Limits of Non-Destructive Workflow


Today’s Question: Can you inadvertently destroy your raw image file in Lightroom Classic or Bridge? I heard you can never destroy your original.

Tim’s Quick Answer: While both Lightroom Classic and Adobe Bridge have an overall non-destructive workflow, it is still possible to destroy the original raw capture, such as if the file gets corrupted or if you delete the original image.

More Detail: Lightroom Classic is relatively well known as having a non-destructive workflow, and Adobe Bridge and Photoshop can also be generally regarded as non-destructive in the context of a raw capture (though Photoshop can absolutely be “destructive” with other image file types).

Non-destructive in this context simply means that the source file is not altered in any way by the software. When you apply adjustments to a raw capture the source file is not updated. That file is simply used as the basis for generating pixels, such as when you open the image in Photoshop or export the image from Lightroom Classic.

However, there are ways that a raw capture can be damaged or lost. File corruption can occur in a variety of ways, generally caused by hardware or software errors when the raw capture is written. It is possible for raw captures to be corrupted at the time of capture when written to the media card, when copied from that media card to your hard drive, or when moved from one location to another.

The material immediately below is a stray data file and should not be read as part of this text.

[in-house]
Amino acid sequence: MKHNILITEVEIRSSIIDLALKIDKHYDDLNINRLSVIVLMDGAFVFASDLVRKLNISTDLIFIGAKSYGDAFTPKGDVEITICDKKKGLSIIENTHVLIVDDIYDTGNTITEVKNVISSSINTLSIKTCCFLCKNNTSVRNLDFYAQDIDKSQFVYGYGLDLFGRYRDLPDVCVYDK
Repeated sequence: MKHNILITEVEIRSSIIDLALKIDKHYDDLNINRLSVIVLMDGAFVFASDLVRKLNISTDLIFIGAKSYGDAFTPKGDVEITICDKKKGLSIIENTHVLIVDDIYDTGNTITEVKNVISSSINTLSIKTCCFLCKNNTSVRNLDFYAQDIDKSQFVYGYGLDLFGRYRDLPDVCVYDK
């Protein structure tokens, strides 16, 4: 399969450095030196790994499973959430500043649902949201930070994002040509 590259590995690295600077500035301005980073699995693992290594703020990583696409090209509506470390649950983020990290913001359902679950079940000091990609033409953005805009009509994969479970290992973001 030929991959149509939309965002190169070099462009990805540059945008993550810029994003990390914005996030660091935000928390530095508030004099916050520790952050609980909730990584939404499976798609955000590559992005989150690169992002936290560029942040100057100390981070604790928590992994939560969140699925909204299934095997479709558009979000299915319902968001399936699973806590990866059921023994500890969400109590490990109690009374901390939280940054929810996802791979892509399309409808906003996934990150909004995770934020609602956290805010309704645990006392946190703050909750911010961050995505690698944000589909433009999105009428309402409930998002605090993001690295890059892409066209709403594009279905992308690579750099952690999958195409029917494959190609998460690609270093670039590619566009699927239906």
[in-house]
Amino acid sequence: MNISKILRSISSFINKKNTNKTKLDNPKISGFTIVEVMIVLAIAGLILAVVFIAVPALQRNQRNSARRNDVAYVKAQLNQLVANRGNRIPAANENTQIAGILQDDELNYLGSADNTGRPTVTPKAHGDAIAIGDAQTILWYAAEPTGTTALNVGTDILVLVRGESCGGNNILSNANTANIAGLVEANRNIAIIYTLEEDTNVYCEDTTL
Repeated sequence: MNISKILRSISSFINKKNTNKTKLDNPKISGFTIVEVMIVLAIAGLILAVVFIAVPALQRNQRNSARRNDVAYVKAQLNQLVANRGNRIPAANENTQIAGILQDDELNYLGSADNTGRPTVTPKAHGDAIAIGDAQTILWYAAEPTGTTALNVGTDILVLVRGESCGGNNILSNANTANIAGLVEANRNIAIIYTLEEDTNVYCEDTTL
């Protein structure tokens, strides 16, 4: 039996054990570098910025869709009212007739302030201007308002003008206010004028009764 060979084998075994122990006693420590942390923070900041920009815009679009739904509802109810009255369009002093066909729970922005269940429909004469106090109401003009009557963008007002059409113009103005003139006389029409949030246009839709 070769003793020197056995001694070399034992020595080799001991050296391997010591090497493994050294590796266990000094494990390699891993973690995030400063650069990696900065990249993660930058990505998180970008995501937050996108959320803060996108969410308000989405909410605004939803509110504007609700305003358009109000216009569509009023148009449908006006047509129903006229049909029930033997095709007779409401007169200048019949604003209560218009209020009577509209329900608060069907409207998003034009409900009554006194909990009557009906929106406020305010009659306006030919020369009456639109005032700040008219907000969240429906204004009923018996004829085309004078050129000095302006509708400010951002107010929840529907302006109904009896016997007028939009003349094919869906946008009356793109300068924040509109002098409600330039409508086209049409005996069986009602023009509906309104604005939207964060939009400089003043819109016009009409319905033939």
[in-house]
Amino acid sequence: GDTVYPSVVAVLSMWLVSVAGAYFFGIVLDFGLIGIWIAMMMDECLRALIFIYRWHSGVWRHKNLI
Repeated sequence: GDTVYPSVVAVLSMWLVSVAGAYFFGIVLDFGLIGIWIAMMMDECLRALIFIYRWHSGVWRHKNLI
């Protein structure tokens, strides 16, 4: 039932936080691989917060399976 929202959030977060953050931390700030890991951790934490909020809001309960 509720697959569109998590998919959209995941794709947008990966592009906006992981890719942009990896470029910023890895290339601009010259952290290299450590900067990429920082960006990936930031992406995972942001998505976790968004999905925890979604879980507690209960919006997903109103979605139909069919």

In addition, there are certain cases where a raw capture file might actually be damaged even with software that is generally “non-destructive”. For example, in Lightroom Classic it is possible to enable the option to write capture time changes back to the original raw capture, as opposed to only having that update reflected in the Lightroom Classic catalog or to an XMP “sidecar” file.

In addition, with both Adobe Bridge and Lightroom Classic (among other software tools or even with your operating system) it is possible to delete a raw capture, which of course represents the ultimate destruction of a raw capture. While it isn’t likely that a file would be deleted accidentally, it is certainly possible, which helps underscore the importance of a consistent and effective backup workflow.